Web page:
The Basic Guide To Pruning Orchids

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Once the flowers have died, it’s time to start pruning your orchids. This is the time you want to shape and control the size of your plant and can be done periodically throughout the year, or you may choose to do it during Fall or early Winter. Don’t leave it till late winter as you may accidentally remove new flower buds.

Determining When You Should Prune

The first indication that it’s time to trim is when the stalk begins to yellow or brown and you know that it will no longer flower. They can also be cut when the stalks are green, providing you don’t mind losing a few flowers.

Using The Right Equipment for This Simple Process

Hand pruners or shears are generally used for cutting stems no thicker than ¾ inch in diameter. There are two different types of trimmers you can use. Scissor-types, as the name suggests, have a scissor like action, with curved blades overlapping when making the cut. This one is the preferred implement, as it produces a close, clean cut.

The Anvil-type ones have a sharpened upper blade which cuts against a flat surface, but they don’t cut as close as the Scissor-types and are more likely to cut the stems when pruning.

Take These Simple Precautions Before Starting This Task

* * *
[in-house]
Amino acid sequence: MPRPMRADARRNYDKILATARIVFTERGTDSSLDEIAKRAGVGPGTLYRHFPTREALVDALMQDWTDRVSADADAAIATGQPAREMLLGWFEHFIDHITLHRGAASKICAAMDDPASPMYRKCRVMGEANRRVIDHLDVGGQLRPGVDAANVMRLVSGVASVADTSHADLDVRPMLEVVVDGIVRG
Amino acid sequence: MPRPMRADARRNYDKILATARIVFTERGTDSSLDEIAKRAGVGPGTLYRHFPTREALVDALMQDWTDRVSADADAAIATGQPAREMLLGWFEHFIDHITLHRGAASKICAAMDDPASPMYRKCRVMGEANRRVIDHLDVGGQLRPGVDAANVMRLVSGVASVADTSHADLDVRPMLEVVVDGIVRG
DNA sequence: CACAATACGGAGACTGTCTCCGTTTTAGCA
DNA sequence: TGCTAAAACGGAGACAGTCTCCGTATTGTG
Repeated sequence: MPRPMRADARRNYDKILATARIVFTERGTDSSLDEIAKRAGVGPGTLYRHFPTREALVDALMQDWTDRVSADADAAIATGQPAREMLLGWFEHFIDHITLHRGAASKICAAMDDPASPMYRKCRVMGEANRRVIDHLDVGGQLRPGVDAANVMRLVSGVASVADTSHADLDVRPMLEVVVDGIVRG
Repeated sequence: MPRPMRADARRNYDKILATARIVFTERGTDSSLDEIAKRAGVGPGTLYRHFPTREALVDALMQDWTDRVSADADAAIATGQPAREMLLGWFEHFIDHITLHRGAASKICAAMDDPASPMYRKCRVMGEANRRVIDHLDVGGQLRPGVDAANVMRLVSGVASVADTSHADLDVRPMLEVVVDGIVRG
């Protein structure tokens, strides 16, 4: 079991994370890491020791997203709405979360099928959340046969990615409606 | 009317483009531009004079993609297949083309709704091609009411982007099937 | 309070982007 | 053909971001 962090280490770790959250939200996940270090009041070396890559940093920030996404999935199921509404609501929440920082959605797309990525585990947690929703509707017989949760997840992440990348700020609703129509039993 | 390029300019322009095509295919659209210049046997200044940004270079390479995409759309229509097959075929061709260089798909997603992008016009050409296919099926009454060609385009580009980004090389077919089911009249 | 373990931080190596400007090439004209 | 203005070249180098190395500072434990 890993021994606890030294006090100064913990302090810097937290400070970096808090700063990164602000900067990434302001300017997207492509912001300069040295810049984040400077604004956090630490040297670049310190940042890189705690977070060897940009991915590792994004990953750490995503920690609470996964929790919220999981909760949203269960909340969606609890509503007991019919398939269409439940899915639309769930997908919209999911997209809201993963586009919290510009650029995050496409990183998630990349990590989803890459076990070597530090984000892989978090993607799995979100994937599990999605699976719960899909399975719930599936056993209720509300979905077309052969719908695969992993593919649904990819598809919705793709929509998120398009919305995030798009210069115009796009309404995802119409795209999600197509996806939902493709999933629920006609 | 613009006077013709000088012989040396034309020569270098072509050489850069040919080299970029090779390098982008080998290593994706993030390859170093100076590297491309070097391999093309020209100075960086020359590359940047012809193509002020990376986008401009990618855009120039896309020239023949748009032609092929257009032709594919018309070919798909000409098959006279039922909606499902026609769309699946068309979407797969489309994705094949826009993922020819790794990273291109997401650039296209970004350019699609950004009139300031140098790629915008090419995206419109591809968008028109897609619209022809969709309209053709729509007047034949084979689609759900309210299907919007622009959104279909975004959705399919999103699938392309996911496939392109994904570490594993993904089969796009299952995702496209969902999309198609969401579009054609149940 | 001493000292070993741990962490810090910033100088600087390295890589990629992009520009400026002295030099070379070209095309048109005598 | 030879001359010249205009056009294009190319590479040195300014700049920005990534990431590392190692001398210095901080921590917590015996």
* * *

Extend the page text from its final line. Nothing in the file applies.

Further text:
Be sure to wash your hands, or wear gloves before you start pruning and cut it with either a new or sterile cutting blade, cutting it within an inch of where the flower stalk is. Alternatively, you can remove the end of the blossom stalk to shorten it, but leave enough of a stump for it to flower again.

This should not harm your plant, but some may produce bloom shoots from the nodes of the older blossom stalks. Others may produce new plants from these new shoots, so once their roots are established, they can be removed from the mother plant and repotted.

Some of them don’t do either of the above actions, so it doesn’t hurt the plant if you remove the old bloom stalk. All it means is that you may miss out on new blossoms or a new baby plant.

Certain Plants That Will Need Special Instructions

Dendrobium orchids bloom from the leafless cane, so if you cut it back all the way, you will prevent your plant from blooming again in the future. At the end of the blooming season, Dendrobium and Cymbidium orchids will benefit by having their roots trimmed.

Lift the plant from the pot and if the roots are brown, then they are dead and need to be pruned. Healthy roots have a grayish appearance.

Vandas can be trimmed if their roots are black or yellow, but make sure you don’t cut the green, as they are healthy and have proper water absorption. Potting the Vanda plant is not recommended as they need their roots to spread and will quite quickly outgrow the pot. They can be planted in baskets but once established, they will be very hard to remove.

The flower of the Phalaenopsis orchid should be trimmed off as soon as it begins to wilt. Once the flowering season is over, the plant is ready for pruning. Trim right down to the second node, and If you’re really lucky, regrowth should be immediate.